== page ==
After recent controversies Eleanor Jolliffe takes a long, hard look at what the instititution really stands for
The RIBA is an organisation I joined on qualifying because it felt like the right thing to do. Whilst I was not 100% sure of the benefits I knew that RIBA stood for something good and was linked with a high standard of professionalism. That the ‘good’ was woolly in my own mind I put down to personal laziness and a disinclination to keep researching things after seemingly endless Part 3 coursework.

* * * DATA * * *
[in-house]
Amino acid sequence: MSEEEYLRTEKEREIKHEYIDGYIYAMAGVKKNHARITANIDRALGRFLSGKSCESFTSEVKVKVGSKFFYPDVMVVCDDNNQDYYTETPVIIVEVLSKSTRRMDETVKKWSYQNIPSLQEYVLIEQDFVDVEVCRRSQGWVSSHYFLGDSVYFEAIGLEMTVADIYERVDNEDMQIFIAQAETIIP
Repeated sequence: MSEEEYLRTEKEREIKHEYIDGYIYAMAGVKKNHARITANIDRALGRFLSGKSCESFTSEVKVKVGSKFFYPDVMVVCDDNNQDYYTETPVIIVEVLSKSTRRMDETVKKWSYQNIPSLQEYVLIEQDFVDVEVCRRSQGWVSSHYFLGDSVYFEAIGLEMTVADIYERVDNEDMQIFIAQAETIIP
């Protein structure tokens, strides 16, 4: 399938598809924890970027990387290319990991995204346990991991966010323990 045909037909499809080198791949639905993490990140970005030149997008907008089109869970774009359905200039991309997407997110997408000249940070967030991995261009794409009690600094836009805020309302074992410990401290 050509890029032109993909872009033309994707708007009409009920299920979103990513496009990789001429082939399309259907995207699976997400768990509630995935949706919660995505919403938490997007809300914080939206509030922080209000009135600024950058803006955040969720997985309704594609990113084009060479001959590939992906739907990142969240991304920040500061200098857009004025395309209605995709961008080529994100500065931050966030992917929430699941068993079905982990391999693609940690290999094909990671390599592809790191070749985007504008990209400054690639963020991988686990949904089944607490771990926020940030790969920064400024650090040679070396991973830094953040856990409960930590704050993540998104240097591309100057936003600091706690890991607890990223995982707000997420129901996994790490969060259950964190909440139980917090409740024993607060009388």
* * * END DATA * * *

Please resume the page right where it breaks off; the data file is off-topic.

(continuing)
I know and respect several of the current and past members of the RIBA Council and every time I have ever spoken with a representative of the RIBA they have been unfailingly helpful, professional, enthusiastic and well intentioned although often frustrated by the slow-moving nature of the institute as a whole. That the whole thing felt like a bunch of middle aged men pontificating without action I put down to my unwillingness to attend events; and to the thought that coordinating architects is probably about as straightforward as herding cats. Someone I respect who is in a position to know these things had told me that the two buildings full of people on Portland Place were doing some important work but needed to significantly improve on their communication skills. I didn’t, and still don’t, have a reason to doubt that.
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